Mastercard is introducing a Data Responsibility Imperative to spark a conversation with other companies about data security, Mastercard said in a press release on Oct. 24.
Mastercard wants organizations to work together to heighten privacy and fend off cyberattacks. The initiative depends on coming up with fundamentals to direct how data is used. It is based on the premise that businesses have a responsibility when it comes to data management.
In a Mastercard-commissioned survey, nine out of 10 people said data privacy is important to them. Just one-third of those surveyed believe companies are acting responsibly when it comes to data privacy.
“In today’s fast-paced digital economy, we’re facing never-before-seen circumstances that test our ethics on a daily basis,” said JoAnn Stonier, chief data officer, Mastercard. “We need high data standards that allow us to face these situations head-on, knowing that our practices are sound, consistent and based on treating individuals and their data with decency. For Mastercard, this commitment starts at home, and we’re embedding these principles into how we do business — every day.”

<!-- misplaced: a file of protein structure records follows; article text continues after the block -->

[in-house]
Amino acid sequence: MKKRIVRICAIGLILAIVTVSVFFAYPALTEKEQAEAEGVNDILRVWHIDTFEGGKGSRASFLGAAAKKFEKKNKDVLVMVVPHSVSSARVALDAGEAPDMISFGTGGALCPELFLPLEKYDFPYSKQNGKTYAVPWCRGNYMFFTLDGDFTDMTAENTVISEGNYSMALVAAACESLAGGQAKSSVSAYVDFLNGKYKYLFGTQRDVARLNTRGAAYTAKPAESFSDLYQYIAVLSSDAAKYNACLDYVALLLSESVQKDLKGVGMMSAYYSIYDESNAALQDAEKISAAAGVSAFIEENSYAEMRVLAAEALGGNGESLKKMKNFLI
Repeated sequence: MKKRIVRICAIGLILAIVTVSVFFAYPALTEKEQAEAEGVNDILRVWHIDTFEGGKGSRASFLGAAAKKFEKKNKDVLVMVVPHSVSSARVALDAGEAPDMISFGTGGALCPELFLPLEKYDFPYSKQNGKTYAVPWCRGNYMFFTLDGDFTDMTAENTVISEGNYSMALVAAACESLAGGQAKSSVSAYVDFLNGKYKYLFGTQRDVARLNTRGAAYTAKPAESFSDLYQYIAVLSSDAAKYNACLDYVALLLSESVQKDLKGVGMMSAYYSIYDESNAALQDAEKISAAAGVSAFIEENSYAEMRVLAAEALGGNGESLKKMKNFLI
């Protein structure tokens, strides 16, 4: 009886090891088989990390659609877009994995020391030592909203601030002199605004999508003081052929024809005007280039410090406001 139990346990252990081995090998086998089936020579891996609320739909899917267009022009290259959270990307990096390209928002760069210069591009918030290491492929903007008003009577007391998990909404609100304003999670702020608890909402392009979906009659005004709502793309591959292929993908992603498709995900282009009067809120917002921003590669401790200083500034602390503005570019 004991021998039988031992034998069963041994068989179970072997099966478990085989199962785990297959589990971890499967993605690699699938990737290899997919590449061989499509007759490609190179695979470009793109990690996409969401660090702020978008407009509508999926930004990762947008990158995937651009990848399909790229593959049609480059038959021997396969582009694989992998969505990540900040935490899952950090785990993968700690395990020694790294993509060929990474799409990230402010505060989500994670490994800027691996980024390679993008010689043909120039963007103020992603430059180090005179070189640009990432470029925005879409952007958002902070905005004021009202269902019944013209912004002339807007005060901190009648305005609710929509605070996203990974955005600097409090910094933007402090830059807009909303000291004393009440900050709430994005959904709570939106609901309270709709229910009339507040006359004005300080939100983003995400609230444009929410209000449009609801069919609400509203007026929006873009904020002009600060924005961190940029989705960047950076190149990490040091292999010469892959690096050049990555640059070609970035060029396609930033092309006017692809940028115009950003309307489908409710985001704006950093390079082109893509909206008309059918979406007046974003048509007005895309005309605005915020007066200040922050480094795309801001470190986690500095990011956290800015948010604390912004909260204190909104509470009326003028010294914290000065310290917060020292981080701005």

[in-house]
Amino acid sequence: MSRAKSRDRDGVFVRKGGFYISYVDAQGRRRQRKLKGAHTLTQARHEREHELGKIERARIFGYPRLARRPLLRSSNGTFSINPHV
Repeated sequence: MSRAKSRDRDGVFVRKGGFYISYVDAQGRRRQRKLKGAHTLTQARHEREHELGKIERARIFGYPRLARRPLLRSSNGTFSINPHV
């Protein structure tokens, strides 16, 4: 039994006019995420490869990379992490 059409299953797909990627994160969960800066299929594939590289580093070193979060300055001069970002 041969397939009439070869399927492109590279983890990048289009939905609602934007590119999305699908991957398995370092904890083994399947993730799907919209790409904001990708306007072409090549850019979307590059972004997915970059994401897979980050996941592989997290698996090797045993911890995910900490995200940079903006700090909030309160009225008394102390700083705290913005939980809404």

Mastercard is proposing six data principles intended as a complement to regulatory compliance. Corporate data responsibility (CDR) could become “the corporate social responsibility of the 21st century,” the release said.
“Mastercard’s Data Responsibility Imperative is a good model for companies that want to use data while honoring individual privacy rights,” said Jules Polonetsky, CEO of the Future of Privacy Forum. “Data is more than just a valuable business asset; principled, moral data practices are a corporate responsibility. In the long run, companies that build trust through principled uses of data — even when there is a short-term cost — will be best suited to thrive in a data-driven economy.”
In September, the European Union’s (EU) Antitrust Chief Margrethe Vestager said new rules may be imposed to ensure companies that collect data are not misusing it.
So far, most data issues with tech companies have been handled on a case-by-case analysis, without specific regulatory guidelines. Vestager has fined Google and Qualcomm around $10 billion euros after they were found to have squashed competition.